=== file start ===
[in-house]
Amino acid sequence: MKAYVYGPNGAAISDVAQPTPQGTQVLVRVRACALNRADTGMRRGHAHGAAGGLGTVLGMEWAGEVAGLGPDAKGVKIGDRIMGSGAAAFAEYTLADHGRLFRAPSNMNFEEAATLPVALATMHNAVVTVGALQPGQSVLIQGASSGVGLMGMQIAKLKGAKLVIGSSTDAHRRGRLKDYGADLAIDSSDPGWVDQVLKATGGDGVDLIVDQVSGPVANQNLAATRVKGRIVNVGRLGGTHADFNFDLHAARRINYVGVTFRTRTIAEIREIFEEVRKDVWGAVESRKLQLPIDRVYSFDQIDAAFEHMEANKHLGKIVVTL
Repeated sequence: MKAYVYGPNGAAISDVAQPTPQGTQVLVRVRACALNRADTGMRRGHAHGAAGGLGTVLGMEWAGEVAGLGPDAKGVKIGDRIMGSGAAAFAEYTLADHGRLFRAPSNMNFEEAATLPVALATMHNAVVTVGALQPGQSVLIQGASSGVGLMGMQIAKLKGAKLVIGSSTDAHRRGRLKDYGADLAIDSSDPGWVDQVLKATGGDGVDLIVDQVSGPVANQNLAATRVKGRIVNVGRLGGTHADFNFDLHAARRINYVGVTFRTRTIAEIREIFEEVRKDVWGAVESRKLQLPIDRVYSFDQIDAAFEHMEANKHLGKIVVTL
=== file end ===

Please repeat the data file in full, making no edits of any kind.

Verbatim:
[in-house]
Amino acid sequence: MKAYVYGPNGAAISDVAQPTPQGTQVLVRVRACALNRADTGMRRGHAHGAAGGLGTVLGMEWAGEVAGLGPDAKGVKIGDRIMGSGAAAFAEYTLADHGRLFRAPSNMNFEEAATLPVALATMHNAVVTVGALQPGQSVLIQGASSGVGLMGMQIAKLKGAKLVIGSSTDAHRRGRLKDYGADLAIDSSDPGWVDQVLKATGGDGVDLIVDQVSGPVANQNLAATRVKGRIVNVGRLGGTHADFNFDLHAARRINYVGVTFRTRTIAEIREIFEEVRKDVWGAVESRKLQLPIDRVYSFDQIDAAFEHMEANKHLGKIVVTL
Repeated sequence: MKAYVYGPNGAAISDVAQPTPQGTQVLVRVRACALNRADTGMRRGHAHGAAGGLGTVLGMEWAGEVAGLGPDAKGVKIGDRIMGSGAAAFAEYTLADHGRLFRAPSNMNFEEAATLPVALATMHNAVVTVGALQPGQSVLIQGASSGVGLMGMQIAKLKGAKLVIGSSTDAHRRGRLKDYGADLAIDSSDPGWVDQVLKATGGDGVDLIVDQVSGPVANQNLAATRVKGRIVNVGRLGGTHADFNFDLHAARRINYVGVTFRTRTIAEIREIFEEVRKDVWGAVESRKLQLPIDRVYSFDQIDAAFEHMEANKHLGKIVVTL